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Seinfeld: The Visa | Episode 55 Recap Podcast

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Rob Cesternino and Akiva Wienerkur continue their journey to watch every Seinfeld episode as they discuss Season 4, Episode 15, “The Visa.”

Rob Cesternino and Akiva Wienerkur avoided being very bad men this week by continuing their quest to recap every Seinfeld episode. This week they covered “The Visa”, which first aired January 27th, 1993 as part of season four.

Akiva as always had some Seinfeld news. He and Rob discussed how it’s remarkable that every week there is plenty of relevant Seinfeld news. A YouTube clip of Jason Alexander was getting a lot buzz this week, and it was a topic that Akiva had an early scoop on the podcast weeks ago. Jason talked about Heidi Swedberg, who played Susan, being a bad fit for the show. In other news, Julia Louis-Dreyfus was on Comedians in Cars Getting Coffee with Jerry.

Akiva noted that the Entourage movie did quite poorly in the box office, lining up with what they both expected. Lastly, Rob mentioned how Jerry was on Colin Cowherd’s sports talk radio sharing his view on political correctness getting out of hand and could lead to the death of comedy.

Jerry’s opening standup is a bit about lawyers, tying into the storyline of Cheryl Fong, the lawyer helping Ping the delivery biker. The episode opens with George talking with an attractive woman named Cheryl at Monks while waiting for Jerry and Elaine to show up. He is hitting it off well, making her laugh the whole time. She asks George if his friends are as funny as he is, to which he blanches and says no.

Elaine and Jerry come in, talking about how she still needs to bring Jerry his mail she picked up while he was away for a few weeks. George ends up with Cheryl’s number, but scoffs at the win since he was so funny, he can only lose ground going forward. Jerry notices Babu busing tables, and we learn that Jerry got him the job, plus a place to live in his building.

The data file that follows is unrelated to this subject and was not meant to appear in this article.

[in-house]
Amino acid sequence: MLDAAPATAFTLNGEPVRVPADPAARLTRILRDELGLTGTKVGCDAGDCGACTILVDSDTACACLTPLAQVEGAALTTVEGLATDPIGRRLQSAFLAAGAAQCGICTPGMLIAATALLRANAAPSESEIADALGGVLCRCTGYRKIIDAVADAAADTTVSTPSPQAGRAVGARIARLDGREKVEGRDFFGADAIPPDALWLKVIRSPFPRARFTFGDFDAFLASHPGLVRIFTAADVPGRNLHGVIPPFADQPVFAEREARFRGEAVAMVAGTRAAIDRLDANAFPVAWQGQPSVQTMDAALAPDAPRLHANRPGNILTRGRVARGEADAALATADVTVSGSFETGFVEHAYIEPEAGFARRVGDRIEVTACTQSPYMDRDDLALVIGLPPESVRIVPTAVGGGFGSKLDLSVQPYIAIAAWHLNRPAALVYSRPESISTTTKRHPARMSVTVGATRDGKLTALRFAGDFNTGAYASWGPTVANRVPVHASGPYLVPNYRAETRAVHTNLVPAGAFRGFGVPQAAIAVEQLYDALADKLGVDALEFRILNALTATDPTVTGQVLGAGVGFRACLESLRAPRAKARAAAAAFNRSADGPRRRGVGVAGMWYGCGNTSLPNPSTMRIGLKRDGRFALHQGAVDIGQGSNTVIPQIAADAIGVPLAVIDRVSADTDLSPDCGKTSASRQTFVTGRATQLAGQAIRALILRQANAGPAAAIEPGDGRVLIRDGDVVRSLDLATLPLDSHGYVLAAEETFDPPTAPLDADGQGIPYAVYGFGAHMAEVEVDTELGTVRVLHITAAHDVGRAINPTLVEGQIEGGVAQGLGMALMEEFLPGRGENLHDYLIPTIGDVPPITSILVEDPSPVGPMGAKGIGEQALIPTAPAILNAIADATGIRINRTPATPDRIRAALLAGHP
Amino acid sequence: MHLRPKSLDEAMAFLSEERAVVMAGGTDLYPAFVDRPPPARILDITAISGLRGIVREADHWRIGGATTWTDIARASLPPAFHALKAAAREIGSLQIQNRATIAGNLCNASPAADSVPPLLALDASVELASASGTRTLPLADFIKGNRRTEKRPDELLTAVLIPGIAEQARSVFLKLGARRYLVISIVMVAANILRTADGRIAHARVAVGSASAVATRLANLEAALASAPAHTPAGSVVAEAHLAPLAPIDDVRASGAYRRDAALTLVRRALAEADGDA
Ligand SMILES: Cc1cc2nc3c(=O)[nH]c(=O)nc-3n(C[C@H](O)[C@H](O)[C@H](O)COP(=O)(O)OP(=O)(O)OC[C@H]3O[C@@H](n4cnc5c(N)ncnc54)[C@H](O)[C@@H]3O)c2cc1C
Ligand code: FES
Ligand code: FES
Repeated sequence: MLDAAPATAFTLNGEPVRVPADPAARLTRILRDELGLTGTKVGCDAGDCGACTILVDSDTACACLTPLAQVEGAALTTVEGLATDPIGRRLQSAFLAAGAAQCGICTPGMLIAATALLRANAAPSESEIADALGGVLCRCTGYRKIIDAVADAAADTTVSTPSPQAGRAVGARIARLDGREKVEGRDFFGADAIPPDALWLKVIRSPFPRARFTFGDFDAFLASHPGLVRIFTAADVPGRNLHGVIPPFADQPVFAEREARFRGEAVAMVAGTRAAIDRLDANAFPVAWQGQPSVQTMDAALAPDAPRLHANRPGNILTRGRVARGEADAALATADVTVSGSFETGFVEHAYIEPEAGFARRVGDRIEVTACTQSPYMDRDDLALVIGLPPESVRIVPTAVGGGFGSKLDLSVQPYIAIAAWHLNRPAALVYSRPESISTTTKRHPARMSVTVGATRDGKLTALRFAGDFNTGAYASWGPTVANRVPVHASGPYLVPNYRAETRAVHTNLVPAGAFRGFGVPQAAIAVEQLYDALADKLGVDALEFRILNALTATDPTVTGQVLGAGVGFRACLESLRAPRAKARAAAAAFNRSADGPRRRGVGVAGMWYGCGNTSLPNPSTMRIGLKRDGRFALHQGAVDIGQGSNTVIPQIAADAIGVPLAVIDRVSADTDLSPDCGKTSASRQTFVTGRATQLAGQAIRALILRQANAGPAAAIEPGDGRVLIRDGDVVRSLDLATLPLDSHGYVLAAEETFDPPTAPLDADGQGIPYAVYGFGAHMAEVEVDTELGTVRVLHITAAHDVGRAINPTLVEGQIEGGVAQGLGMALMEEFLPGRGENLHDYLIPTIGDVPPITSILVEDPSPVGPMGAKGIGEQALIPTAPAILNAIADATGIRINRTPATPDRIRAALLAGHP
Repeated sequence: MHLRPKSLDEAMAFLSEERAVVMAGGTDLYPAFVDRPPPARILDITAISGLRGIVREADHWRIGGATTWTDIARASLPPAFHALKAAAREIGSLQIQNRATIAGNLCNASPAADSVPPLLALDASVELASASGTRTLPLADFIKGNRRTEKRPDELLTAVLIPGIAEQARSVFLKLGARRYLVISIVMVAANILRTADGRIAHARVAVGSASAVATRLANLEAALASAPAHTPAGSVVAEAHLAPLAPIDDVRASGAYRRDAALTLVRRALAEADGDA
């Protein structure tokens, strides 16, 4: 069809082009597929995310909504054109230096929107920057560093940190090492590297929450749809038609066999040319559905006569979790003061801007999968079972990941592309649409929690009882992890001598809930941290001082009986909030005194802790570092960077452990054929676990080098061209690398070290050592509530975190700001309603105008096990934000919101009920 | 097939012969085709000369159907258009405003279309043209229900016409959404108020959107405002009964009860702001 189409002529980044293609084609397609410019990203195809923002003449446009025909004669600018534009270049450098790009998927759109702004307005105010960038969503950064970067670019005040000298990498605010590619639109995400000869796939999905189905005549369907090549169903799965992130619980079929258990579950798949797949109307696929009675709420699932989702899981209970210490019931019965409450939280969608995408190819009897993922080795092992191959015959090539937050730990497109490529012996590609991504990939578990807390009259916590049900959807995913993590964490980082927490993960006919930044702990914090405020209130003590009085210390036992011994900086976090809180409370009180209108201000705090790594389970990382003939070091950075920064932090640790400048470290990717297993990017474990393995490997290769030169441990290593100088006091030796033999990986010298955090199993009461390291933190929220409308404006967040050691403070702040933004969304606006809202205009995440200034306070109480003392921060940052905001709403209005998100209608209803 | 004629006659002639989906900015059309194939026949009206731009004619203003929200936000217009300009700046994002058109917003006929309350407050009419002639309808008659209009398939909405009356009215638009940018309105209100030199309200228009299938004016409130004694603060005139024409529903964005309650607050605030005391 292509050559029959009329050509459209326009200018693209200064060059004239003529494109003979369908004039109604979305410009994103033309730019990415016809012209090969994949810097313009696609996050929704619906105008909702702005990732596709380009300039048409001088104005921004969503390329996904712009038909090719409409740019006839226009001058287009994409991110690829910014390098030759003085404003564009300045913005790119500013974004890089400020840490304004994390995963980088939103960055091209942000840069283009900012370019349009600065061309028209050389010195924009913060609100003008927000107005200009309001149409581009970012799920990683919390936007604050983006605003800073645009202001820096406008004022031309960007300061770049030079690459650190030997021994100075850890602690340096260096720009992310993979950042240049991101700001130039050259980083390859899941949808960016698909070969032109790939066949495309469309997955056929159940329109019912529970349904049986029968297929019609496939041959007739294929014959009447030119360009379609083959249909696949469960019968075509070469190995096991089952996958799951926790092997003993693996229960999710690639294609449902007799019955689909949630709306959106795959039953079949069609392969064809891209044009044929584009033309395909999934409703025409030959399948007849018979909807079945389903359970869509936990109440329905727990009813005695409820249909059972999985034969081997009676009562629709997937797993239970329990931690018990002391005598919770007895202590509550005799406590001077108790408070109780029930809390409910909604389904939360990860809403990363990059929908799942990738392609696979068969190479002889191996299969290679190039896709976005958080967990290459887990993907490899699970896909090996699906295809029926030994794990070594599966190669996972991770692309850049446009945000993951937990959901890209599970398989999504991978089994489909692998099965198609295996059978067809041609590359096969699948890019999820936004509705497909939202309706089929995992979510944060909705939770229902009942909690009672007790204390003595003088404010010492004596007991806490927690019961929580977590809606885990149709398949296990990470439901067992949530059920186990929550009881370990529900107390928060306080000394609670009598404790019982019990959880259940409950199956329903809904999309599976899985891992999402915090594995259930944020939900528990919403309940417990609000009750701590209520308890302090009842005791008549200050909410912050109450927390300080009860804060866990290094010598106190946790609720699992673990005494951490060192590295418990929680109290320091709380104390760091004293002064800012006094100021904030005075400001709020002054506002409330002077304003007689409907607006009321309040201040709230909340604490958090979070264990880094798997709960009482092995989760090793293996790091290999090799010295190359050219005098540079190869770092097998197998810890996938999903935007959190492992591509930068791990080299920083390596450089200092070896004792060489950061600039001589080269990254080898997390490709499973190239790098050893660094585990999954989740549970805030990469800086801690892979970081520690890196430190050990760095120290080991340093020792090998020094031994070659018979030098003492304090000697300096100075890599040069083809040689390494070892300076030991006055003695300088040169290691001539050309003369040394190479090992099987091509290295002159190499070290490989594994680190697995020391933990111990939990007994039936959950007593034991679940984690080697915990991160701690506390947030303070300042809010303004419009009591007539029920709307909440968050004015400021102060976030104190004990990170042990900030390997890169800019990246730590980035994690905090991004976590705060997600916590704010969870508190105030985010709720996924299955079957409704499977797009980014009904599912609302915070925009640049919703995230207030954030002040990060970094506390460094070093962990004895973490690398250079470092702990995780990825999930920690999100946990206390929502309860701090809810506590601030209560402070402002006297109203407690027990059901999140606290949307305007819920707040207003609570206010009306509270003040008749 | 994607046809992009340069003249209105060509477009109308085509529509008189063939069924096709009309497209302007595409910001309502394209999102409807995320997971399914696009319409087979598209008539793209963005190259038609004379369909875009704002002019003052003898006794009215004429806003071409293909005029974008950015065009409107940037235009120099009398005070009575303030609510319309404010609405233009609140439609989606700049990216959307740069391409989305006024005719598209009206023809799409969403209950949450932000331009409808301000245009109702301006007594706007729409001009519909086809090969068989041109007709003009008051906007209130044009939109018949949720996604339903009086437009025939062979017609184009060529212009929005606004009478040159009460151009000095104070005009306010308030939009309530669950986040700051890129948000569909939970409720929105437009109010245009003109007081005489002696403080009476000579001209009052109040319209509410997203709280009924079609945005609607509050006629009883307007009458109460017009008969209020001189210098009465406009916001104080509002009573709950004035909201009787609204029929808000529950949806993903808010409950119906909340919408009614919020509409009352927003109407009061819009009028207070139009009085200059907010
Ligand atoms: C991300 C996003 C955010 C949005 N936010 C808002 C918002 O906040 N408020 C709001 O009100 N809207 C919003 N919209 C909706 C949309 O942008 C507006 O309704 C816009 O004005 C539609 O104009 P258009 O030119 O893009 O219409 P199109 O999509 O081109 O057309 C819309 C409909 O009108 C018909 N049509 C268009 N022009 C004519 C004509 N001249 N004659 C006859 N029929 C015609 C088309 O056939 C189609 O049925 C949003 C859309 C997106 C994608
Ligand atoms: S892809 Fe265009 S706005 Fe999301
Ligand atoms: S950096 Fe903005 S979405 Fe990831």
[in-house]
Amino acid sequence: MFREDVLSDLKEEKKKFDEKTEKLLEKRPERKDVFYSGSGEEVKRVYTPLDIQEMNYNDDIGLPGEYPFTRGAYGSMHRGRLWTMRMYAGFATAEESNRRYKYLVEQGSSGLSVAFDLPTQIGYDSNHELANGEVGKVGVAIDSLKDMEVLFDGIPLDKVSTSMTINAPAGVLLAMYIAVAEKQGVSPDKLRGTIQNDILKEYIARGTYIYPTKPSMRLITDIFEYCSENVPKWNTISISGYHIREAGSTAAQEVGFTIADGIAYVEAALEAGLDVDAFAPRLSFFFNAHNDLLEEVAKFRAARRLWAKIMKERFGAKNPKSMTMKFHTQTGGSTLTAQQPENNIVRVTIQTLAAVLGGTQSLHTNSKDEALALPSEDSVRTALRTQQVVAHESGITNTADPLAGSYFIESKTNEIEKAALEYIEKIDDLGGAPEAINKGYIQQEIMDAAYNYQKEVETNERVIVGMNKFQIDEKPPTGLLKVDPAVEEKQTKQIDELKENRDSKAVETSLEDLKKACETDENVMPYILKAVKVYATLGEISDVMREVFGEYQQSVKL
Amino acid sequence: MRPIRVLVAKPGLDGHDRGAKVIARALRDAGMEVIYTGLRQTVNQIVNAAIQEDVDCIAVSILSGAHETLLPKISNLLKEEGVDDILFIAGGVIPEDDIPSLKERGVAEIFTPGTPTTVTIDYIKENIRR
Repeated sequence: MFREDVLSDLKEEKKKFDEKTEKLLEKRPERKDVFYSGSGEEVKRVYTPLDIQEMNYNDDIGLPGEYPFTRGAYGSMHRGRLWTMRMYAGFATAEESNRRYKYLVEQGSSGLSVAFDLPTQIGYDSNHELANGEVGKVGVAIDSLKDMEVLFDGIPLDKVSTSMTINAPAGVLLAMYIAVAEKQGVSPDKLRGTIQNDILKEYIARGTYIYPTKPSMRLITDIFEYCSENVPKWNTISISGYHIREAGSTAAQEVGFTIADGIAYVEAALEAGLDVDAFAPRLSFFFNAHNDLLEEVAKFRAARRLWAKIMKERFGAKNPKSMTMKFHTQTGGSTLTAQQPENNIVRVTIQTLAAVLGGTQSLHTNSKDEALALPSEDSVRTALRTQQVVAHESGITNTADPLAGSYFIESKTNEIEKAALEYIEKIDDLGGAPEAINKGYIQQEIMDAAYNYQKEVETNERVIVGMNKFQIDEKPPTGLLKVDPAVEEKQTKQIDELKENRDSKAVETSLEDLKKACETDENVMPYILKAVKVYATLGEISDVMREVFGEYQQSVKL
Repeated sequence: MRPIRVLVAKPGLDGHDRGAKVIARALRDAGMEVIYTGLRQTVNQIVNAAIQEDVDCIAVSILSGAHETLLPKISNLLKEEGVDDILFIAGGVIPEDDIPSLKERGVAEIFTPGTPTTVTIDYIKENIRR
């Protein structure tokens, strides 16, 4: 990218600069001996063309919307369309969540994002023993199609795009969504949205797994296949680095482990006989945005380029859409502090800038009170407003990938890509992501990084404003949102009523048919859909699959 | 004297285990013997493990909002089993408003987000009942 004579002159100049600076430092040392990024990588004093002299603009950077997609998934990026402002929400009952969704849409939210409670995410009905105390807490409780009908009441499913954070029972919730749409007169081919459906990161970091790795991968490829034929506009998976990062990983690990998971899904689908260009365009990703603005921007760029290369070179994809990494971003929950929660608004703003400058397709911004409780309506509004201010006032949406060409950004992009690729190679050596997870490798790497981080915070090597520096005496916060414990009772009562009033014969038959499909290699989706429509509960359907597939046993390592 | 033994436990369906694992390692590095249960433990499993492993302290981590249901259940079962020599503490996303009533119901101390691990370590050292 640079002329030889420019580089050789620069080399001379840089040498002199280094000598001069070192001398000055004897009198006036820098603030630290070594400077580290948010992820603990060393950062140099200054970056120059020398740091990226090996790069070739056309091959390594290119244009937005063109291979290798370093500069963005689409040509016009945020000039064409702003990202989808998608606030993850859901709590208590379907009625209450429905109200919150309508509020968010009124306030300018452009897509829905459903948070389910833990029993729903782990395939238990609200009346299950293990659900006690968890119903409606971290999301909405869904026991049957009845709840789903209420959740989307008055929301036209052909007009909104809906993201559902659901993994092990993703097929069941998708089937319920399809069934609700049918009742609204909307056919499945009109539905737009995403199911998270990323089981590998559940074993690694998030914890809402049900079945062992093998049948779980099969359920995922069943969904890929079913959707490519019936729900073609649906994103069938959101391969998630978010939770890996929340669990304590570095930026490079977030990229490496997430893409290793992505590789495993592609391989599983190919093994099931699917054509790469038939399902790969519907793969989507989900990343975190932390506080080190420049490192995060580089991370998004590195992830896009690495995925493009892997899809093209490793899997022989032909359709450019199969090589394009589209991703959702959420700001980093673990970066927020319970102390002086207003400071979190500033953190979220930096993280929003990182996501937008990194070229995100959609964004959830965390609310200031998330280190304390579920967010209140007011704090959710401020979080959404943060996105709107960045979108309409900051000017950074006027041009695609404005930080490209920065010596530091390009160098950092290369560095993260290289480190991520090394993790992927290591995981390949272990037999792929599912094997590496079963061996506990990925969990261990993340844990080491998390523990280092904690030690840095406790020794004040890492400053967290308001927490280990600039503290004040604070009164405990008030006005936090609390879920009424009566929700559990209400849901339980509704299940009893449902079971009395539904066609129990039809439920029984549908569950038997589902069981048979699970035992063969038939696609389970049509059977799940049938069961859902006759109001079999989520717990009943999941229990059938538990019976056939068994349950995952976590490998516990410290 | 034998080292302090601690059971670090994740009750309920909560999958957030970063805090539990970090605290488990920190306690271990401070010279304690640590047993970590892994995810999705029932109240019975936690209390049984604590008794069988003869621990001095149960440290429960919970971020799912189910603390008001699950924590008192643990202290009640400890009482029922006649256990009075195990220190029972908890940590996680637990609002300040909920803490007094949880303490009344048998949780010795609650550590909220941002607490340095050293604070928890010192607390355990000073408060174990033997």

Jerry and Elaine invite George and Cheryl to double with he and Elaine, but George declines, not wanting Cheryl to see how funny Jerry is. Jerry shares that Kramer didn’t pick up his mail because he has been at a baseball fantasy camp. George thinks this is ridiculous, since Kramer’s life is a fantasy that people would want to live like him for a week. Rob asked Akiva if he’s ever thought of going to a baseball fantasy camp. Akiva hasn’t had interest, while Rob has, but questioned if he would be good enough at baseball to partake, thinking he’d be perfect for a Mets announcer fantasy camp.

In the next scene, George and Cheryl are eating at Isabella’s, the restaurant Jerry had said he didn’t want to go to. As they are toasting each other, Jerry and Elaine walk in, much to George’s chagrin. At dinner, each time Jerry cracks a joke, George gets more defensive. When Elaine learns Cheryl’s a lawyer, she asks about the lawsuit from Ping she’s facing. Cheryl shares that she is Ping’s cousin, and is the lawyer on his behalf. When Cheryl leaves the table, George demands Jerry stop being funny, but Elaine thinks Jerry can’t not be funny.

When Cheryl comes back, Jerry is acting very serious, which only intrigues Cheryl more. Next, at Jerry’s apartment, Elaine is telling Jerry how Cheryl decided she was so nice that she dropped the lawsuit. Kramer ends up back from fantasy camp early, since he started a bench clearing brawl where he accidentally punched out Mickey Mantle, causing them to cancel the camp. There is a ruckus in the hallway, and we hear Babu being taken away by immigration because he didn’t renew his visa in time. Rob and Akiva thought Jerry should have fudged the story to lessen the blame on him.

When Jerry starts going through his mail, he notices the letter from immigration was accidentally delivered to him. George comes up, and Jerry asks him to have Cheryl help clear Babu. George agrees, as long as Jerry continues to not be funny until George consummates the relationship. When Jerry does meet with Cheryl, he keeps up the dower act, and Cheryl agrees to help Babu.

Jerry and Elaine go down to the detention cell to visit Babu. He tells Babu the whole story, angering Babu when he learns Jerry had the letter. Meanwhile, George is in the car with Cheryl, who is telling him she’s developed feelings for Jerry. George loses it, telling Cheryl his whole setup to keep Jerry from being funny, which turns her off from them both.